EFFECTS OF EVAPORATIVE COOLING ON GRAPE BUD HEAT SUMMATION AND ONTOGENY

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  • 1 Texas Agricultural Experiment Station, Lubbock, TX 79401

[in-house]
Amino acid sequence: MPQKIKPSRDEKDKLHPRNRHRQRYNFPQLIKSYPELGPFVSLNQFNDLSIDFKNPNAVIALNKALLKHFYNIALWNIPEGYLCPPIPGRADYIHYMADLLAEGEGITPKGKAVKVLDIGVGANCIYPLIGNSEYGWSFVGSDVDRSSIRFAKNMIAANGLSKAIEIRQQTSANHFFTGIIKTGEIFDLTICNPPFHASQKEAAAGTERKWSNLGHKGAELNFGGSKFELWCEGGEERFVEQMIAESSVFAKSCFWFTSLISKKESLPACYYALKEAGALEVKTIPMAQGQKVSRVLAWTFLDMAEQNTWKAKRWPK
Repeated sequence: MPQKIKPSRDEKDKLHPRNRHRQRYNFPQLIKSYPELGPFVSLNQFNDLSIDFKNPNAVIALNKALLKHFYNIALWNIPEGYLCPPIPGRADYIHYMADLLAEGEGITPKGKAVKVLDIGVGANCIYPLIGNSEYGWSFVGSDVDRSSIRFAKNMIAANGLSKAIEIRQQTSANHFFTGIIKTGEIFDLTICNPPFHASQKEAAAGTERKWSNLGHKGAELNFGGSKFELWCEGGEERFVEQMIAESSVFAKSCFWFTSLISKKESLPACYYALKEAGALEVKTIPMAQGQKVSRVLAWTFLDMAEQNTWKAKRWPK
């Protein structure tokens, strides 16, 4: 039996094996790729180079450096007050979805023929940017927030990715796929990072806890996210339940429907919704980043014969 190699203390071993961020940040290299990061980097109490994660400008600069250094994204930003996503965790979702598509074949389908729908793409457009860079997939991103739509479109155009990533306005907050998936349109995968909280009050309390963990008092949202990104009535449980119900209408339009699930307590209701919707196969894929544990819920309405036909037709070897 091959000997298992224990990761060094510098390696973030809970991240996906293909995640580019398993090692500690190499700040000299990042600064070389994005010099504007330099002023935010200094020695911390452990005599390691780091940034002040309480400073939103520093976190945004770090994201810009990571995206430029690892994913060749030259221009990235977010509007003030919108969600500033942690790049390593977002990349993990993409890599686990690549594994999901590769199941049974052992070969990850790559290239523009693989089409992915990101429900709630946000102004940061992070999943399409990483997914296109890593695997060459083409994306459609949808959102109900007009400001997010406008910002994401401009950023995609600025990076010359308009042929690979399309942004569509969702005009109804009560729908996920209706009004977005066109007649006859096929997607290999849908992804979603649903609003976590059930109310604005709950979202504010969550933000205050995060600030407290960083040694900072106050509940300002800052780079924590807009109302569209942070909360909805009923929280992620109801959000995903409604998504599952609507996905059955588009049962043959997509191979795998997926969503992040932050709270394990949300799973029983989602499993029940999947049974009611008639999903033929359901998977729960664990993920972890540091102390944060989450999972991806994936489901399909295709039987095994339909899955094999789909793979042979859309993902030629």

The major production risk for grapes on the Texas High Plains is freeze injury to buds and wood due to deacclimation brought about by warm periods in late winter. Delaying plant development by any means would reduce risk from injury. Reducing cumulative heat summation between rest and bloom has resulted in delayed bloom on peaches but internal rest is not expressed in grapes. An evaporative cooling system using microsprinklers was applied to a Cabernet Sauvignon vineyard during Jan.-April 1989. The system provided a 25 second wetting period at 3 minute intervals anytime air temperatures exceeded 10° C. Bud temperatures were monitored continuously with a data logger and correlated to cumulative budbreak and plant development. Significant bud cooling was achieved and by normal budbreak cooled buds lagged uncooled buds by 72% in degree days. A similar lag in budbreak was recorded early with some cooled buds breaking 3 weeks after most uncooled buds were open. Cooled plants continued to lag uncooled plants at bloom and even at harvest where oBrix and pH were lower and total acids higher from cooled plots.

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